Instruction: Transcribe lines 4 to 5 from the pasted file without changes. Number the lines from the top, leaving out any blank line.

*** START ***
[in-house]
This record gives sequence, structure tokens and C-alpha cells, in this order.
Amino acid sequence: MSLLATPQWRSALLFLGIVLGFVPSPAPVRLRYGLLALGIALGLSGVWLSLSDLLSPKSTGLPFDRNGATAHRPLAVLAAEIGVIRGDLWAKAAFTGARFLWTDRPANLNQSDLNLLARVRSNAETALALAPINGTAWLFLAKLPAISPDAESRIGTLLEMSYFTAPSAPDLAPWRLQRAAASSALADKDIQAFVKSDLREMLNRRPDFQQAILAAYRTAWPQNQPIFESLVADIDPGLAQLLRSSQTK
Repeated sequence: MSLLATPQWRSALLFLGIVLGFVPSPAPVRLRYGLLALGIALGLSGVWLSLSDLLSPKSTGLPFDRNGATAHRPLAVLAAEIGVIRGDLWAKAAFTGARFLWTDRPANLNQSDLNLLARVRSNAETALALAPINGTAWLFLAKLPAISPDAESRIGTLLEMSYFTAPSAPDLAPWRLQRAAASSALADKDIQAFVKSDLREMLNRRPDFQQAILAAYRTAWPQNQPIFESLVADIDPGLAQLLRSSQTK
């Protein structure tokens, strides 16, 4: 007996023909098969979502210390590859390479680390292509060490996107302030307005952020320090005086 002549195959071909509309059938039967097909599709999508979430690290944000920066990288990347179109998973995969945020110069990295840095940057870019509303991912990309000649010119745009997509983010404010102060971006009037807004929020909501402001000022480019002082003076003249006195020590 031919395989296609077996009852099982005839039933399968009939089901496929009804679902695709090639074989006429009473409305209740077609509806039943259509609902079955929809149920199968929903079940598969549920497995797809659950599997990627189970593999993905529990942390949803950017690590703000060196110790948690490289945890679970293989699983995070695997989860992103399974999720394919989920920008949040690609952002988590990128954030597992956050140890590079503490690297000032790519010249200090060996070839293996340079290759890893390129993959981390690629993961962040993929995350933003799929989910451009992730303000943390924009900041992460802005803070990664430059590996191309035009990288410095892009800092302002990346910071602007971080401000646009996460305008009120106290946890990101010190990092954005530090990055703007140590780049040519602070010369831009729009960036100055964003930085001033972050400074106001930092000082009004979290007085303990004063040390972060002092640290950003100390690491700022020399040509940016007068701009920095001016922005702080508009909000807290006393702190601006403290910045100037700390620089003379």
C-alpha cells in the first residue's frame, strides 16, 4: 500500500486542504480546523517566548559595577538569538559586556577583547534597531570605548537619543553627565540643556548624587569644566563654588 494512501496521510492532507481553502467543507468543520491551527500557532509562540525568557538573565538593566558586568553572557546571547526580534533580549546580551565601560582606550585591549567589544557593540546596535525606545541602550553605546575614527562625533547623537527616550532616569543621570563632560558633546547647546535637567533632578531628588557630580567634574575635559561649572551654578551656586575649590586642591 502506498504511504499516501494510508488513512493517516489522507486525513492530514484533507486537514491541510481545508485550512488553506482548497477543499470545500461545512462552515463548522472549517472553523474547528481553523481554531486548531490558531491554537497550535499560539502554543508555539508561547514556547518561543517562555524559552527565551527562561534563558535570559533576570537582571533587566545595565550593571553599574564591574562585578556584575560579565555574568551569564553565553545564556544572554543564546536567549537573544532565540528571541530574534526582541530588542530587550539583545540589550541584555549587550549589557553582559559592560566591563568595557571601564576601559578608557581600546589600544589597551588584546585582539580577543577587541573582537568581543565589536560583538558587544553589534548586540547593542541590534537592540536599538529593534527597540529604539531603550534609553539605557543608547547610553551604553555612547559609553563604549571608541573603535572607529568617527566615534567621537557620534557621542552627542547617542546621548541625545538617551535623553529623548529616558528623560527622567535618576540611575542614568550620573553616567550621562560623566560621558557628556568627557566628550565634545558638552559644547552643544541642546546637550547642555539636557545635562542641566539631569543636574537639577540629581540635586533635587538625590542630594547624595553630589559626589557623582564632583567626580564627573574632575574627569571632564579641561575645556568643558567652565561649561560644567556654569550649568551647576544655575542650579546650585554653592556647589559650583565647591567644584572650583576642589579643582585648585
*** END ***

Repeated sequence: MSLLATPQWRSALLFLGIVLGFVPSPAPVRLRYGLLALGIALGLSGVWLSLSDLLSPKSTGLPFDRNGATAHRPLAVLAAEIGVIRGDLWAKAAFTGARFLWTDRPANLNQSDLNLLARVRSNAETALALAPINGTAWLFLAKLPAISPDAESRIGTLLEMSYFTAPSAPDLAPWRLQRAAASSALADKDIQAFVKSDLREMLNRRPDFQQAILAAYRTAWPQNQPIFESLVADIDPGLAQLLRSSQTK
């Protein structure tokens, strides 16, 4: 007996023909098969979502210390590859390479680390292509060490996107302030307005952020320090005086 002549195959071909509309059938039967097909599709999508979430690290944000920066990288990347179109998973995969945020110069990295840095940057870019509303991912990309000649010119745009997509983010404010102060971006009037807004929020909501402001000022480019002082003076003249006195020590 031919395989296609077996009852099982005839039933399968009939089901496929009804679902695709090639074989006429009473409305209740077609509806039943259509609902079955929809149920199968929903079940598969549920497995797809659950599997990627189970593999993905529990942390949803950017690590703000060196110790948690490289945890679970293989699983995070695997989860992103399974999720394919989920920008949040690609952002988590990128954030597992956050140890590079503490690297000032790519010249200090060996070839293996340079290759890893390129993959981390690629993961962040993929995350933003799929989910451009992730303000943390924009900041992460802005803070990664430059590996191309035009990288410095892009800092302002990346910071602007971080401000646009996460305008009120106290946890990101010190990092954005530090990055703007140590780049040519602070010369831009729009960036100055964003930085001033972050400074106001930092000082009004979290007085303990004063040390972060002092640290950003100390690491700022020399040509940016007068701009920095001016922005702080508009909000807290006393702190601006403290910045100037700390620089003379």